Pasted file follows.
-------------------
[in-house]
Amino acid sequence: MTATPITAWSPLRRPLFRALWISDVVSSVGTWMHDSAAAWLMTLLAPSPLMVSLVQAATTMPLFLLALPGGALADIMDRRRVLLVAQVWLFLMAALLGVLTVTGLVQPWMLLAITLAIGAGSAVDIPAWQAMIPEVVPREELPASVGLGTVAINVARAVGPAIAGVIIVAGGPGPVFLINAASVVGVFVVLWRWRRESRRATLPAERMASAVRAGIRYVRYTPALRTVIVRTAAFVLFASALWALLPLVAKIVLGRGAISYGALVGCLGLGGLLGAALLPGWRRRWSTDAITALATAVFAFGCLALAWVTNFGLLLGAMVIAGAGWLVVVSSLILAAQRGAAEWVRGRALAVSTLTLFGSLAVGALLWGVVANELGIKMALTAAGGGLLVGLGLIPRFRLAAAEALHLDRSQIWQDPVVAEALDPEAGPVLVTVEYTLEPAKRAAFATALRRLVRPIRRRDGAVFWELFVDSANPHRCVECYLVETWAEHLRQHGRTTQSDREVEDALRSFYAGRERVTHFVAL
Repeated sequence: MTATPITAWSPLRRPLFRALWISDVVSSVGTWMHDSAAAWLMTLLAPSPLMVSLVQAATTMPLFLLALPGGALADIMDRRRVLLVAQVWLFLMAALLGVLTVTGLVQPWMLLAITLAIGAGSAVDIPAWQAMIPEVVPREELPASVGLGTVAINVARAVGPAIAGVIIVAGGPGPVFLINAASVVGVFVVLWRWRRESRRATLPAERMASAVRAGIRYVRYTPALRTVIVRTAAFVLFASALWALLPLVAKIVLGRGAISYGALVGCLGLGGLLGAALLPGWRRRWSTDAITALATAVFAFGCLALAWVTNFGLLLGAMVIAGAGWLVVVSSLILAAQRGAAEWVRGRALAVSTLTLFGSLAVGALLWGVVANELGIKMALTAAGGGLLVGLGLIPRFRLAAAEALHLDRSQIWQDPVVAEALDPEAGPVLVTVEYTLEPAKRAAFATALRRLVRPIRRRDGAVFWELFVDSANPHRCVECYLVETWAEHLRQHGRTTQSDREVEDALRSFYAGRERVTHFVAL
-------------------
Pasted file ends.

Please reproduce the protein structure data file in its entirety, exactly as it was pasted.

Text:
[in-house]
Amino acid sequence: MTATPITAWSPLRRPLFRALWISDVVSSVGTWMHDSAAAWLMTLLAPSPLMVSLVQAATTMPLFLLALPGGALADIMDRRRVLLVAQVWLFLMAALLGVLTVTGLVQPWMLLAITLAIGAGSAVDIPAWQAMIPEVVPREELPASVGLGTVAINVARAVGPAIAGVIIVAGGPGPVFLINAASVVGVFVVLWRWRRESRRATLPAERMASAVRAGIRYVRYTPALRTVIVRTAAFVLFASALWALLPLVAKIVLGRGAISYGALVGCLGLGGLLGAALLPGWRRRWSTDAITALATAVFAFGCLALAWVTNFGLLLGAMVIAGAGWLVVVSSLILAAQRGAAEWVRGRALAVSTLTLFGSLAVGALLWGVVANELGIKMALTAAGGGLLVGLGLIPRFRLAAAEALHLDRSQIWQDPVVAEALDPEAGPVLVTVEYTLEPAKRAAFATALRRLVRPIRRRDGAVFWELFVDSANPHRCVECYLVETWAEHLRQHGRTTQSDREVEDALRSFYAGRERVTHFVAL
Repeated sequence: MTATPITAWSPLRRPLFRALWISDVVSSVGTWMHDSAAAWLMTLLAPSPLMVSLVQAATTMPLFLLALPGGALADIMDRRRVLLVAQVWLFLMAALLGVLTVTGLVQPWMLLAITLAIGAGSAVDIPAWQAMIPEVVPREELPASVGLGTVAINVARAVGPAIAGVIIVAGGPGPVFLINAASVVGVFVVLWRWRRESRRATLPAERMASAVRAGIRYVRYTPALRTVIVRTAAFVLFASALWALLPLVAKIVLGRGAISYGALVGCLGLGGLLGAALLPGWRRRWSTDAITALATAVFAFGCLALAWVTNFGLLLGAMVIAGAGWLVVVSSLILAAQRGAAEWVRGRALAVSTLTLFGSLAVGALLWGVVANELGIKMALTAAGGGLLVGLGLIPRFRLAAAEALHLDRSQIWQDPVVAEALDPEAGPVLVTVEYTLEPAKRAAFATALRRLVRPIRRRDGAVFWELFVDSANPHRCVECYLVETWAEHLRQHGRTTQSDREVEDALRSFYAGRERVTHFVAL